Here's a a famous problem:

## If a rectangle $R$ is tiled by rectangles $T_i$ each of which has at least one integer sidelength, then the tiled rectangle $R$ has at least one integer side length.

$\mbox{}$

There are a number of proofs of this result (14 proofs in this particular paper). One would think this problem is a tedious exercise in combinatorics, but the broad range of solutions which do not rely on combinatorial methods makes me wonder what deeper principles are at work here. In particular, my question is about the proof using double integrals which I sketch out below:

Suppose the given rectangle $R$ has dimensions $a\times b$ and without loss of generality suppose $R$ has a corner at coordinate $(0,0)$. Notice that $\int_m^n\sin(2\pi x)dx=0$ iff $m\pm n$ is an integer. Thus, for any tile rectangle $T_i$, we have that:

$\int\int_{T_i}\sin(2\pi x)\sin(2\pi y)dA=0$

If we sum over all tile rectangles $T_i$, we get that the area integral over $R$ is also zero:

$\int\int_{R}\sin(2\pi x)\sin(2\pi y)dA=\sum_i\int\int_{T_i}\sin(2\pi x)\sin(2\pi y)dA=0$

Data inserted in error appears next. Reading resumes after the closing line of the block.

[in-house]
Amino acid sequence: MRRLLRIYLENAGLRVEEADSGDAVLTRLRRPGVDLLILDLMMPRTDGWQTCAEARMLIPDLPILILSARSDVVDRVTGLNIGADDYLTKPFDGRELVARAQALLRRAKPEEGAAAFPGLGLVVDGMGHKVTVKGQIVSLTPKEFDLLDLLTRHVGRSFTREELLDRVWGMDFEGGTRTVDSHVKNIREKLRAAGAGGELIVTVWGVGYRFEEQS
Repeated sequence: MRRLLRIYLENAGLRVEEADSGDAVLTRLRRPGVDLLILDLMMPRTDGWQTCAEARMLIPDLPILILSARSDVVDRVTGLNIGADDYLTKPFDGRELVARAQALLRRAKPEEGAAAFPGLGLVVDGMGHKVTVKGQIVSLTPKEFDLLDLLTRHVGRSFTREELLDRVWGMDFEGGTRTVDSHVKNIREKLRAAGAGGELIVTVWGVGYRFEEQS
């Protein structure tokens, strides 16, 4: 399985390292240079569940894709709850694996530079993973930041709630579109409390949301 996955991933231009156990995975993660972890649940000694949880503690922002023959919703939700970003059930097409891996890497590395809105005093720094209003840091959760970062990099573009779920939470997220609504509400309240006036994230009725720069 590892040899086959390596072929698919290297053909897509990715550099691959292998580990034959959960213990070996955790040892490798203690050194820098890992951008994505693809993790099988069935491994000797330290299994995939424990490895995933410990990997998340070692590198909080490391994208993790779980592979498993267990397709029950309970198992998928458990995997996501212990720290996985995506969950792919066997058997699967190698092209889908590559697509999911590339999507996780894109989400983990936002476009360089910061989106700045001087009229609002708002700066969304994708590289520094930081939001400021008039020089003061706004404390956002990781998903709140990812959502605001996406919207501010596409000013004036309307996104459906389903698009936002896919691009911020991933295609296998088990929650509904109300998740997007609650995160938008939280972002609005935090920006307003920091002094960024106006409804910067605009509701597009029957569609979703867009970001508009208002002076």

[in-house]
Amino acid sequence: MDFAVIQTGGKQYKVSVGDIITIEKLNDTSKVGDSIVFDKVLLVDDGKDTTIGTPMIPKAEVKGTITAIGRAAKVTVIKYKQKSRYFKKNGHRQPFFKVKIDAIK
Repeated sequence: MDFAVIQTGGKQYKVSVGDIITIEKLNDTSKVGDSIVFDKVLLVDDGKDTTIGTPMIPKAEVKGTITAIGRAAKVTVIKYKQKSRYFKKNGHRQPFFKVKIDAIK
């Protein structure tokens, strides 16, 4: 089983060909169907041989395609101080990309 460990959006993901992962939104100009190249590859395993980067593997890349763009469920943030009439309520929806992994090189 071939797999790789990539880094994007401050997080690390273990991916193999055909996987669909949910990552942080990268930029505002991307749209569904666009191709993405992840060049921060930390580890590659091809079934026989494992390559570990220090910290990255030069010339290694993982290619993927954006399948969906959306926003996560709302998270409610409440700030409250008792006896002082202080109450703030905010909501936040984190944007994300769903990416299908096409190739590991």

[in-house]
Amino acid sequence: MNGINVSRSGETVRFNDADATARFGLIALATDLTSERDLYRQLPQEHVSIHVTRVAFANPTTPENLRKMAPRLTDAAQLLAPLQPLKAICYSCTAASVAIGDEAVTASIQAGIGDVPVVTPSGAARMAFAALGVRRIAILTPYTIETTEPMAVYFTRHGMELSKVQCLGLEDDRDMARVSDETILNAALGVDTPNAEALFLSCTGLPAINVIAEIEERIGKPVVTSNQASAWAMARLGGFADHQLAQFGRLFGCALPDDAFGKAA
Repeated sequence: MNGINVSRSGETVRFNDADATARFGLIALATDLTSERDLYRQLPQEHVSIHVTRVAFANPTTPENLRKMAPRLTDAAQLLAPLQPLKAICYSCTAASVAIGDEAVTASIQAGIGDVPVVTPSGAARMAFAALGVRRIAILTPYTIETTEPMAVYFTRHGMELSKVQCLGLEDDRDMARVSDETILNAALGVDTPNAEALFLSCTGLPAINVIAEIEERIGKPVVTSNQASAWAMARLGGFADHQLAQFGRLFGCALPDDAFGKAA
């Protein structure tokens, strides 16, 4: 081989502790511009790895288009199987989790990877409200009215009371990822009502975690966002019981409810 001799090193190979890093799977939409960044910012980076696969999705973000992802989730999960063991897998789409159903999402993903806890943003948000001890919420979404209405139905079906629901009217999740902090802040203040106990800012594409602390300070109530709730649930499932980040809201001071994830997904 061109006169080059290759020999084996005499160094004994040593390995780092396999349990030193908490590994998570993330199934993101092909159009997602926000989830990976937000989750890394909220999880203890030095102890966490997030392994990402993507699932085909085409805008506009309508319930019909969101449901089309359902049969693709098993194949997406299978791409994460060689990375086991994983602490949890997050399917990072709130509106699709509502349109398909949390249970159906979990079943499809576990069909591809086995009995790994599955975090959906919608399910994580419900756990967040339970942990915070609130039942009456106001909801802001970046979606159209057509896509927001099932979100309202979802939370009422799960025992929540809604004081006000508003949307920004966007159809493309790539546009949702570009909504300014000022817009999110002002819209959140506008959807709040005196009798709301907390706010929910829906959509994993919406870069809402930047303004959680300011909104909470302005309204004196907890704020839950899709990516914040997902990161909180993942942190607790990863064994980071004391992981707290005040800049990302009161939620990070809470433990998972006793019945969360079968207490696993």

Since the cornor of the rectangle is at $(0,0)$, it follows that either $a$ or $b$ must be an integer.

**My question is as follows: where exactly does such a proof come from and how does it generalize to other questions concerning tiling? There is obviously a deeper principle at work here. What exactly is that principle?**

One can pick other functions to integrate over such as $x-[x]-1/2$ and the result will follow. *It just seems like black magic that this works*. It's as if the functions you are integrating over tease out the geometric properties of your shape in an effortless way.

EDIT: It's likely that one doesn't necessary need integrals to think in the same flavor as this solution. You're essentially looking at both side lengths in parallel with linear test functions on individual tiles. However, this doesn't really explain the deeper principles here, in particular how one could generalize this method to more difficult questions by choosing appropriate "test functions."